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High Frequency Ultrasound Device Treats Benign Tumors

By Medimaging International staff writers
Posted on 21 Sep 2017
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Image: The EchoPulse device treats benign tumors non-invasively (Photo courtesy of Theraclion).
Image: The EchoPulse device treats benign tumors non-invasively (Photo courtesy of Theraclion).
A combination of high intensity focused ultrasound (HIFU) and echotherapy can treat benign tumors such as breast fibroadenomas and thyroid nodules.

The Theraclion (Paris, France) EchoPulse device works by delivery of concentrated HIFU directly to the tumor via an image-guided targeting system, resulting in precise tissue necrosis. The heart of the system is the HIFU piezoelectric transducer, with a frequency of 3 MHz, a maximal acoustic power of 125 W, and automatic depth compensation feature. The second ultrasonic system component is a transducer that operates on a frequency range of 7.5-12 MHz, which provides real-time monitoring of the target area.

Both ultrasound components are housed in the visualization and treatment unit (VTU), which also includes an articulated arm for easy positioning on the treatment area, and a motorized head able to perform not only sagittal and transverse slices, but also micro-movements with millimetric precision thanks to finely tuned electromagnetic friction brakes. The system also includes a patient movement detector and a touch-screen user interface that provides step-by-step procedural control.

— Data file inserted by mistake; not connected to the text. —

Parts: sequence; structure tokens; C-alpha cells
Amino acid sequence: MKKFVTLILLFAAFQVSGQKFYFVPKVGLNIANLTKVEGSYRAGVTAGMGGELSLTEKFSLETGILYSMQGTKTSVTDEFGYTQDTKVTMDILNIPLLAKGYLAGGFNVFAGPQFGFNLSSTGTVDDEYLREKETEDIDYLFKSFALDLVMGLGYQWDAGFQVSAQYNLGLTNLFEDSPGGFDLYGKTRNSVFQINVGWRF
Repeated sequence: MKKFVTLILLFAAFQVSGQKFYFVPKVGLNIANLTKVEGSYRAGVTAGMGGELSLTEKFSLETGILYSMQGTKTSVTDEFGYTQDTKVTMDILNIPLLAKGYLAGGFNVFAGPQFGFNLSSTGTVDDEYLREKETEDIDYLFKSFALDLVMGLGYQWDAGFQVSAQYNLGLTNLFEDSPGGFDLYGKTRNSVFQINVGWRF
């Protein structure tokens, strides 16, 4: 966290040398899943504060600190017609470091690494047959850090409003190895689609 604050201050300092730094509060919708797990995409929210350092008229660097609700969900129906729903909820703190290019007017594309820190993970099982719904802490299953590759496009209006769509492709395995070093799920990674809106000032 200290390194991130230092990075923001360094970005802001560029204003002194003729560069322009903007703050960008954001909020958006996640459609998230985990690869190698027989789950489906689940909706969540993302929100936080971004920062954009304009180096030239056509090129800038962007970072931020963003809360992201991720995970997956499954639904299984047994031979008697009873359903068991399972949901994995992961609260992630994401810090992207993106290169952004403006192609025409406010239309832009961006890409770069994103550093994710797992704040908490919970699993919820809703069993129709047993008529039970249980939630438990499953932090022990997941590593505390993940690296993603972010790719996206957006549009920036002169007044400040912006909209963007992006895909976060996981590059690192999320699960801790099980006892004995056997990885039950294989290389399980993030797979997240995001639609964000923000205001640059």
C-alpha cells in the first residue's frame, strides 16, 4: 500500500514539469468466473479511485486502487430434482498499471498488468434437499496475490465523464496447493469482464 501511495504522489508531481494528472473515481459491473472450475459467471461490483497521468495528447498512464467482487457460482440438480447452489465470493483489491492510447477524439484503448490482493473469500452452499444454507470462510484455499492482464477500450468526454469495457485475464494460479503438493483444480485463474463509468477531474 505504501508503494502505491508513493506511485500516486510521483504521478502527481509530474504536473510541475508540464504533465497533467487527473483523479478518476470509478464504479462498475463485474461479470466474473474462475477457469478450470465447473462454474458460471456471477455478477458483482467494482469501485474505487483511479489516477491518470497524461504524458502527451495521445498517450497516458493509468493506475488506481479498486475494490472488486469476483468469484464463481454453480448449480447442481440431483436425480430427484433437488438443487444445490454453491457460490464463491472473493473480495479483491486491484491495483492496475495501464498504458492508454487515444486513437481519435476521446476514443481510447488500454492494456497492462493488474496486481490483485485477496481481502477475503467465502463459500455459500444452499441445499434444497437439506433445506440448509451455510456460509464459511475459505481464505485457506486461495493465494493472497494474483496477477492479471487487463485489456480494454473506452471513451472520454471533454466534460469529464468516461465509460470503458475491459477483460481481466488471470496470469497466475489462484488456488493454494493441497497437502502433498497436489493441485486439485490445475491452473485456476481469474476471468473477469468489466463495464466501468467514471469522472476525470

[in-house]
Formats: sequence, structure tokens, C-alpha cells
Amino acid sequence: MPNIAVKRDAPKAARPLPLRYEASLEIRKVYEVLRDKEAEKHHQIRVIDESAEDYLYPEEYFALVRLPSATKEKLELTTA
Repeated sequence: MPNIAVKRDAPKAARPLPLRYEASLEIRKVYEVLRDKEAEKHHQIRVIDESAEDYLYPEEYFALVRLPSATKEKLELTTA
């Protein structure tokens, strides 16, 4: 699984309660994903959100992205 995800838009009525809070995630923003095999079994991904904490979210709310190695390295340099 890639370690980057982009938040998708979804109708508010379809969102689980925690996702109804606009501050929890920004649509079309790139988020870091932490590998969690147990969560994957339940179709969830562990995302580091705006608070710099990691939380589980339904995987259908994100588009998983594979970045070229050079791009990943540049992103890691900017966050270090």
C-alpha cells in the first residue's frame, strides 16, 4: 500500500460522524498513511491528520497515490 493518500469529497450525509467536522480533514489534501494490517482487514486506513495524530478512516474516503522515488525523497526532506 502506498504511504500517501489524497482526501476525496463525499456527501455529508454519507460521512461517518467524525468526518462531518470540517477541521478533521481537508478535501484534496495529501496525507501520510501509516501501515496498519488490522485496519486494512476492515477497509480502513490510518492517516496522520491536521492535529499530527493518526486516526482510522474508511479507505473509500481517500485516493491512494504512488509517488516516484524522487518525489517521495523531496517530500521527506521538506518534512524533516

Also included is a disposable EPack for the cooling system that is replaced before each treatment. The cooling system allows the ultrasound waves to be transmitted without loss or distortion, while at the same time protecting the patient’s skin from the heat of the HIFU waves. It includes a cooling pack, two pumps, a disposable set of tubing, and a pouch containing 500 ml of fluid. The pump circulates the fluid in a closed circuit between the pouch and the VTU, with a temperature sensor to ensure that the fluid is properly cooled; internal pressure is then adjusted accordingly.

“Advantages of the system include non-invasive, scarless treatment under conscious sedation; fast, efficient, and harmless procedural protocols for practitioners; and lower costs of hospitalization for medical centers,” said the company in a statement. “The idea for this technology was developed by EDAP in 1993. Theraclion is partnering with University of Virginia for proceeding with clinical studies.”

HIFU technology is based on nonlinear acoustic mathematical optimization methods to analyze and simulate the propagation of sound in material. The information is then used to enhance the shape of an acoustic lens so that that ultrsound pressure is focused precisely on the location of the tissue to be ablated, while the surrounding tissue retains as little damage as possible.

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